Phenology refers to the observation of seasonal plant and animal life cycles. Aldo Leopold was a habitual phenologist. Substantial portions of his classic book, A Sand County Almanac, are devoted to such observations. Photography, of course, can serve the phenologist well with its ability to record the visible world with indiscriminate accuracy—as long as you know where to point the camera!
The Menomonee Valley Branch of the Urban Ecology Center has undertaken a long-term project that it calls Photo Phenology. The idea was inspired by the proximity of the Center to newly rehabilitated parklands in the Menomonee Valley. Stormwater Park, 3 Bridges Park, and the Hank Aaron State Trail are all a short walk from their back door.
|tracks in the mud|
Once a month, on the fourth Saturday, a team equipped with UEC point-and-shoot cameras goes out on a regular route to record the changes that are happening with the seasons. Last Saturday I accompanied UEC staff members Lainet and Michael on their rounds. They explained that certain vantage places are repeated each time to establish consistent points of reference. They capture several views of the river and the broad landscape. They also keep their eyes open for small details and ephemeral changes, such as animal tracks, blossoming flowers, etc.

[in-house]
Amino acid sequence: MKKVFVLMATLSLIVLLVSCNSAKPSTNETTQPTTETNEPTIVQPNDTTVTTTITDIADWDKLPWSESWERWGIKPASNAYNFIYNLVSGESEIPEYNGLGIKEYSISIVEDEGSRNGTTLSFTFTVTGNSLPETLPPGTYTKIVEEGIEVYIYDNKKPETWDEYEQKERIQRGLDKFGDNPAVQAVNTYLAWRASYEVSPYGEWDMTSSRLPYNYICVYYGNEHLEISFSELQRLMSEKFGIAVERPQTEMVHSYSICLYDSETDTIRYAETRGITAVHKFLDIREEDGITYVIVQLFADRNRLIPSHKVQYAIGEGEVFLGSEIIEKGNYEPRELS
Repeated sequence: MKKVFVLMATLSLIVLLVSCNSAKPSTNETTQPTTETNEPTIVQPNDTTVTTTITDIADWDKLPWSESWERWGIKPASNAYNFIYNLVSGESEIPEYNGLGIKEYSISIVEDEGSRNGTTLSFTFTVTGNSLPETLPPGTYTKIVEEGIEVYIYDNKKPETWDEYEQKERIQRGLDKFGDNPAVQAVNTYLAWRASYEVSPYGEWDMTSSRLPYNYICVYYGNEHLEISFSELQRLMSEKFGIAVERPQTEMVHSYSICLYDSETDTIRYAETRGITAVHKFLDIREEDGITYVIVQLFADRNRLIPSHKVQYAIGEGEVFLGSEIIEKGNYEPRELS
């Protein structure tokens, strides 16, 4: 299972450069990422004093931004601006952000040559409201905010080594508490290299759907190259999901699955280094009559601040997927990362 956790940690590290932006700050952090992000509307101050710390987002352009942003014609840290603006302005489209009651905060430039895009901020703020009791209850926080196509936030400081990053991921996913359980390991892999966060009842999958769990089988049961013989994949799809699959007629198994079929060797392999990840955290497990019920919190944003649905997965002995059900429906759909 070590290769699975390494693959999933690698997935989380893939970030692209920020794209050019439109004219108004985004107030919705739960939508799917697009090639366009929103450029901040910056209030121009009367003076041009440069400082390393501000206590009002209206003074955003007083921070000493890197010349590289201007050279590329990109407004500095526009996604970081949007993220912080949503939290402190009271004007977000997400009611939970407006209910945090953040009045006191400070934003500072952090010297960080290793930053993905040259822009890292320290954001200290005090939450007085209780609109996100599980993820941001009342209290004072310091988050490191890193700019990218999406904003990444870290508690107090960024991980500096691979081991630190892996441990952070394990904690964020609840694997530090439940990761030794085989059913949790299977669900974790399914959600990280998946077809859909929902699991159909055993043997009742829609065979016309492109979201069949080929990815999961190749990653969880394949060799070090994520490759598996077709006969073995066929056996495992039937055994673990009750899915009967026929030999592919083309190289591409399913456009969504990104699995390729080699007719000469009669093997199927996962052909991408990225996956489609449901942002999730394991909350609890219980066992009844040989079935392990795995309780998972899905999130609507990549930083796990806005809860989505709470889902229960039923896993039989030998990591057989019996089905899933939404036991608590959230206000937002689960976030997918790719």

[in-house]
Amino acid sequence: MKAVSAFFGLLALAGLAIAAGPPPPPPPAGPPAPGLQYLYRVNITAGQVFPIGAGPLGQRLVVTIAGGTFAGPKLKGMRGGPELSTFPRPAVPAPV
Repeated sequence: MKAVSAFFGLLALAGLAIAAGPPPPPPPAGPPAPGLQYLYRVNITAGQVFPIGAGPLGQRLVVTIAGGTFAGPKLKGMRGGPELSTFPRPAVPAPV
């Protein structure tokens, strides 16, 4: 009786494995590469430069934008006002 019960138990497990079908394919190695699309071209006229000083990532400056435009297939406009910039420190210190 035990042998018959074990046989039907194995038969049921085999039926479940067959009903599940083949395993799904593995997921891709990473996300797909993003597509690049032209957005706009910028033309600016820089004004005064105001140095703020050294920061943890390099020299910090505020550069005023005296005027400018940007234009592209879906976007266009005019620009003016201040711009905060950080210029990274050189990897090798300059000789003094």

We chose Stormwater Park, an undulating strip of swales and ponds under the 35th Street Viaduct that functions as a passive runoff treatment area for the Menomonee Valley Industrial Center. Because this was the first outing since the snow melted away (finally!), we observed a greater than usual accumulation of trash. Another UEC program called Volunteer Park Rangers is devoted to clean up and maintenance of the parks.
Here are some of the things we saw on our phenological excursion. Leopold, indefatigable phenologist as he was, knew its limitations as well. He cautions us not to read too much into surface appearances: “It is fortunate, perhaps, that no matter how intently one studies the hundred little dramas of the woods and meadows, one can never learn all of the salient facts about any one of them.”
This post is one in a series that relates to my Menomonee Valley Artist in Residency. For more information about the residency and links to previous posts and photographs, go to MV AiR.